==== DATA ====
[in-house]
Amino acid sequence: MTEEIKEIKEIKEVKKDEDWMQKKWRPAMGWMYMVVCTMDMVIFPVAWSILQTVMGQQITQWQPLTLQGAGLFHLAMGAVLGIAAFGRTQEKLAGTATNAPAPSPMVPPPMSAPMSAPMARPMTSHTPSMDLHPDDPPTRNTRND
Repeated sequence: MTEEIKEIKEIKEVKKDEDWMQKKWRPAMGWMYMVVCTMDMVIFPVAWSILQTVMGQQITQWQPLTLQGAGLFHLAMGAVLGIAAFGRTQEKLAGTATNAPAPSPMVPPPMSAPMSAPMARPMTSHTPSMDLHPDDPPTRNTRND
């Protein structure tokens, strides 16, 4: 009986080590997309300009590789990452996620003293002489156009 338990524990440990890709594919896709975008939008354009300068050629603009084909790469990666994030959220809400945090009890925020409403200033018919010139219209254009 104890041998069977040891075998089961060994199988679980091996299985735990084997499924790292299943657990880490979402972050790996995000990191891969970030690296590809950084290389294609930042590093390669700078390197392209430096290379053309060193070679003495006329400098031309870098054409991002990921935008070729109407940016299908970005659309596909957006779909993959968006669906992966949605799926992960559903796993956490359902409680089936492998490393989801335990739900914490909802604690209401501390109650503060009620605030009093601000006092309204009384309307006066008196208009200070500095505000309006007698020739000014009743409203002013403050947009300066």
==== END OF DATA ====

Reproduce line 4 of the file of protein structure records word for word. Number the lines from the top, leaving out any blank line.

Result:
């Protein structure tokens, strides 16, 4: 009986080590997309300009590789990452996620003293002489156009 338990524990440990890709594919896709975008939008354009300068050629603009084909790469990666994030959220809400945090009890925020409403200033018919010139219209254009 104890041998069977040891075998089961060994199988679980091996299985735990084997499924790292299943657990880490979402972050790996995000990191891969970030690296590809950084290389294609930042590093390669700078390197392209430096290379053309060193070679003495006329400098031309870098054409991002990921935008070729109407940016299908970005659309596909957006779909993959968006669906992966949605799926992960559903796993956490359902409680089936492998490393989801335990739900914490909802604690209401501390109650503060009620605030009093601000006092309204009384309307006066008196208009200070500095505000309006007698020739000014009743409203002013403050947009300066």